1496 – Jews were expelled from Syria.
1609 – The Bermuda Islands became an English colony.
1664 – New Jersey became a British colony. King Charles II granted land in the New World to his brother James (The Duke of York).
1755 – In North Arlington, NJ, the steam engine was used for the first time.
1789 – The U.S. Post Office was established.
1809 – Britain signed a treaty with Persia forcing the French to leave the country.
1857 – “Simon Boccanegra” by Verdi debuted in Venice.
1884 – The State of Mississippi authorized the first state-supported college for women. It was called the Mississippi Industrial Institute and College.
1863 – President Jefferson Davis delivered his State of the Confederacy address.
1889 – Almon B. Stowger applied for a patent for his automatic telephone system.
1894 – Coca-Cola was sold in bottles for the first time.
1903 – The Czar of Russia issued a decree providing for nominal freedom of religion throughout his territory.
1905 – In Rome, Premier Giovanni Giolliwas forced out of office by continued civil strife.
1906 – The U.S. Supreme Court ruled that corporations must yield incriminating evidence in anti-trust suits.
1909 – The British Parliament increased naval appropriations for Britain.
1909 – Three U.S. warships were ordered to Nicaragua to stem the conflict with El Salvador.
1911 – Dr. Fletcher of Rockefeller Institute discovered the cause of infantile paralysis.
1912 – The Girl Scout organization was founded. The original name was Girl Guides.
1923 – Dr. Lee DeForest demonstrated phonofilm. It was his technique for putting sound on motion picture film.
1930 – Ghandi began his 200-mile march to the sea that symbolized his defiance of British rule over India.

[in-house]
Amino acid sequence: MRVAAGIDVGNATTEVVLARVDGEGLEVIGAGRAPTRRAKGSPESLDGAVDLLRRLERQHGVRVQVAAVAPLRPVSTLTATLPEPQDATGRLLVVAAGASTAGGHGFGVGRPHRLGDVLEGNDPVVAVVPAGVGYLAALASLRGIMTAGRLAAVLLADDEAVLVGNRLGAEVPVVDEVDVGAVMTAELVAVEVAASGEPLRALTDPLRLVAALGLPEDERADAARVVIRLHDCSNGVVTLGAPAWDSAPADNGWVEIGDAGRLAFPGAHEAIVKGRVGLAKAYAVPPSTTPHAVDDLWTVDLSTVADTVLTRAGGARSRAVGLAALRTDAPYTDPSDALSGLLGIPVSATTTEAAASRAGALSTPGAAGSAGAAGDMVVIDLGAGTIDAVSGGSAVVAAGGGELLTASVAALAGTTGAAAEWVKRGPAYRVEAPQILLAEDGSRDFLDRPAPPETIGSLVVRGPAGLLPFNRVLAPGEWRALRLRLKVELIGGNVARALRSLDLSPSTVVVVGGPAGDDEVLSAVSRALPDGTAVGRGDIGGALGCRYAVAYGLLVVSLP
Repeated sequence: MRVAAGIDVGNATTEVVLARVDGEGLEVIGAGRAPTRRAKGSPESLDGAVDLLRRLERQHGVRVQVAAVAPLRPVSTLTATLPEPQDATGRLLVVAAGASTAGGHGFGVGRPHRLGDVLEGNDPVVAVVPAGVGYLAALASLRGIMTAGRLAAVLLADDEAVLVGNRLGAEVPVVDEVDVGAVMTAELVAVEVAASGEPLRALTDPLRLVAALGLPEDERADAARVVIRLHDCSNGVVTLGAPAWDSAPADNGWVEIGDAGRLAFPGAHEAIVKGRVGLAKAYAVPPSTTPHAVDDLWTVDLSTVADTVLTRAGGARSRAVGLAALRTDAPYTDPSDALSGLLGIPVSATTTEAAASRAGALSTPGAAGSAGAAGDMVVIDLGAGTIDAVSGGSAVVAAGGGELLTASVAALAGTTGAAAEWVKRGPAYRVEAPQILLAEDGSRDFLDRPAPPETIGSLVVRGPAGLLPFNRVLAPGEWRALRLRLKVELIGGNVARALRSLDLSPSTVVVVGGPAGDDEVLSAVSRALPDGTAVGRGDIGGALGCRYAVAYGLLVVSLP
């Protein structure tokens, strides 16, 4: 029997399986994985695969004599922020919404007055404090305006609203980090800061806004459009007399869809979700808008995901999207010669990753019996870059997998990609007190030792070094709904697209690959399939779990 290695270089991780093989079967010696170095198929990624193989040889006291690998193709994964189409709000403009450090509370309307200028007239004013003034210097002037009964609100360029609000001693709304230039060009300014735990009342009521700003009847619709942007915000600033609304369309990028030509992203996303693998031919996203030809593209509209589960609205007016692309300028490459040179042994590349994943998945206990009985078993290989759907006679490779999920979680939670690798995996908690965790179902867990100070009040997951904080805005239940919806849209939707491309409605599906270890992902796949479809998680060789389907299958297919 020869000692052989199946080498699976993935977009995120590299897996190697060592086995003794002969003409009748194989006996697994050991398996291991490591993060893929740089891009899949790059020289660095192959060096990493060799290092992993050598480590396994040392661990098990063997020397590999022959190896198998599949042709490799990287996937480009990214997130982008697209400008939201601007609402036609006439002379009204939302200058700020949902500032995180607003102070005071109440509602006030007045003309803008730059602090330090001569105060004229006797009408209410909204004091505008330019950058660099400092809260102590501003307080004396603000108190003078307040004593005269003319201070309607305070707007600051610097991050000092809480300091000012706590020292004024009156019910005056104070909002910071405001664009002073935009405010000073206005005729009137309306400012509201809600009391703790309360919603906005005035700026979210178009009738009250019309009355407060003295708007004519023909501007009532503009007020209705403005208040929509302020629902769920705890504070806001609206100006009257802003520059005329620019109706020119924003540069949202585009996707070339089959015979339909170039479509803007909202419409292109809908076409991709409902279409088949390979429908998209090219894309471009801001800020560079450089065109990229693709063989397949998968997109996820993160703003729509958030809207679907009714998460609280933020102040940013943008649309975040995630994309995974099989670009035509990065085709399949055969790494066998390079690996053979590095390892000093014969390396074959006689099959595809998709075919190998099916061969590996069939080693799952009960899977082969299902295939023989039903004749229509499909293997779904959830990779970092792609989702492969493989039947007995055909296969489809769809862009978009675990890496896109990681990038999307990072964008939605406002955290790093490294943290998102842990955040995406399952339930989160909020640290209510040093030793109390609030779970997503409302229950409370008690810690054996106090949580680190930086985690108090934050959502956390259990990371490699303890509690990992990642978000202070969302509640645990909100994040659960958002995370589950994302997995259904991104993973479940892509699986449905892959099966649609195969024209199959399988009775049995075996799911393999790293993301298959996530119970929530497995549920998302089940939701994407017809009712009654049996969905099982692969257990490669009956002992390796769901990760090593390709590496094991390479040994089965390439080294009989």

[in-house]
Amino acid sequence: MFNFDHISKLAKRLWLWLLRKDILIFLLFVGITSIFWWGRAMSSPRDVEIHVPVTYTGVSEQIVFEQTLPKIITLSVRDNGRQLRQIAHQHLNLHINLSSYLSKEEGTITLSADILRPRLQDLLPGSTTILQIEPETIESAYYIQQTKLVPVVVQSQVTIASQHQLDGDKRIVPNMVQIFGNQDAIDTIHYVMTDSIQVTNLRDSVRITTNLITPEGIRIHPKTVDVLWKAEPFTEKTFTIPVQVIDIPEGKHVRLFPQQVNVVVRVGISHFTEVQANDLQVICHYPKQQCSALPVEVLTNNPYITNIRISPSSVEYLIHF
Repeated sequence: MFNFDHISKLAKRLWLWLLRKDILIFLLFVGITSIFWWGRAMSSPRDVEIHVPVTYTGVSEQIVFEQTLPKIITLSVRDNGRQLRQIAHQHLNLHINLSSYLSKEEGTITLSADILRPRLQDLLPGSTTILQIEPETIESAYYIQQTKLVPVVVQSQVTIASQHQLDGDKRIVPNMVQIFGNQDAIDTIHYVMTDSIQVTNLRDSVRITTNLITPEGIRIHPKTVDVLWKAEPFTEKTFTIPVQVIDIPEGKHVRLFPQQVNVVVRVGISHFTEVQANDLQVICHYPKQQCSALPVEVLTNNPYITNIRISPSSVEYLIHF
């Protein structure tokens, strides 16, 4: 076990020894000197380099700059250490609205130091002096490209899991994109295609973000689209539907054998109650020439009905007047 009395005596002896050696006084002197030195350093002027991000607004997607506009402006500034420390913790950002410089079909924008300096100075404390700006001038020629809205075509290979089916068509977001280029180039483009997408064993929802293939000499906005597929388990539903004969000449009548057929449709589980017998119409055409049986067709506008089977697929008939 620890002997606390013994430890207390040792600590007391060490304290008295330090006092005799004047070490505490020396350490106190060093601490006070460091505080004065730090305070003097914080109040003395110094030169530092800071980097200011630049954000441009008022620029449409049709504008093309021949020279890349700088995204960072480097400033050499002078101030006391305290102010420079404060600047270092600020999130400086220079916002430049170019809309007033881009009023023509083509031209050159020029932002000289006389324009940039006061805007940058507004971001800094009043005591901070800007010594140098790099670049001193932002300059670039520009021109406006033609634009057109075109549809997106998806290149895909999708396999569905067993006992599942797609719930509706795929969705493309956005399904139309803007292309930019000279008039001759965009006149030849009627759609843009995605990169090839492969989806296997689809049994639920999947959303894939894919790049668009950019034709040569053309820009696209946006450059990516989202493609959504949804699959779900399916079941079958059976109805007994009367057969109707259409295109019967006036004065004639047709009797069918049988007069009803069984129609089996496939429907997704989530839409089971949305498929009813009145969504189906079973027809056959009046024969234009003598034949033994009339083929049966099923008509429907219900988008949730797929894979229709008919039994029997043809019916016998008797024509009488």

1933 – President Paul von Hindenburg dropped the flag of the German Republic and ordered that the swastika and empire banner be flown side by side.
1933 – U.S. President Franklin Roosevelt presented his first presidential address to the nation. It was the first of the “Fireside Chats.”
1935 – Parimutuel betting became legal in the State of Nebraska.
1938 – The “Anschluss” took place as German troops entered Austria.
1940 – Finland surrendered to Russia ending the Russo-Finnish War.
1944 – Britain barred all travel to Ireland.
1947 – U.S. President Truman established the “Truman Doctrine” to help Greece and Turkey resist Communism.
1966 – Bobby Hull, of the Chicago Blackhawks, became the first National Hockey League (NHL) player to score 51 points in a single season.
1974 – “Wonder Woman” debuted on ABC-TV. The show later went to CBS-TV.
1984 – Lebanese President Gemayel opened the second meeting in five years calling for the end to nine-years of war.
1985 – The U.S. and the U.S.S.R. began arms control talks in Geneva.
1985 – Larry Bird (Boston Celtics) scored a club-record 60 points against the Atlanta Hawks.
1985 – Former U.S. President Richard M. Nixon announced that he planned to drop Secret Service protection and hire his own bodyguards in an effort to lower the deficit by $3 million.
1987 – “Les Miserables” opened on Broadway.
1989 – Prime Minister Sadiq al Mahdi of Sudan formed a new cabinet to end civil war.
1989 – About 2,500 veterans and supporters marched at the Art Institute of Chicago to demand that officials remove an American flag placed on the floor as part of an exhibit.
1992 – Mauritius became a republic but remained a member of the British Commonwealth.
1993 – In the U.S., the Pentagon called for the closure of 31 major military bases.
1993 – Janet Reno was sworn in as the first female U.S. attorney general.
1994 – A photo by Marmaduke Wetherell of the Loch Ness monster was confirmed to be a hoax. The photo was taken of a toy submarine with a head and neck attached.
1994 – The Church of England ordained its first women priests.
1998 – Astronomers cancelled a warning that a mile-wide asteroid might collide with Earth saying that calculations had been off by 600,000 miles.
1999 – Hungary, Poland and the Czech Republic became members of the North Atlantic Treaty Organization (NATO). All three countries were members of the former Warsaw Pact.
2002 – U.S. homeland security chief Tom Ridge unveiled a color-coded system for terror warnings.
2002 – Conoco and Phillips Petroleum stockholders approved a proposed merger worth $15.6 billion.
2003 – In Utah, Elizabeth Smart was reunited with her family nine months after she was abducted from her home. She had been taken on June 5, 2002, by a drifter that had previously worked at the Smart home.
2003 – The U.S. Air Force announced that it would resume reconnaissance flights off the coast of North Korea. The flights had stopped on March 2 after an encounter with four armed North Korean jets.
2009 – It was announced that the Sears Tower in Chicago, IL, would be renamed Willis Tower.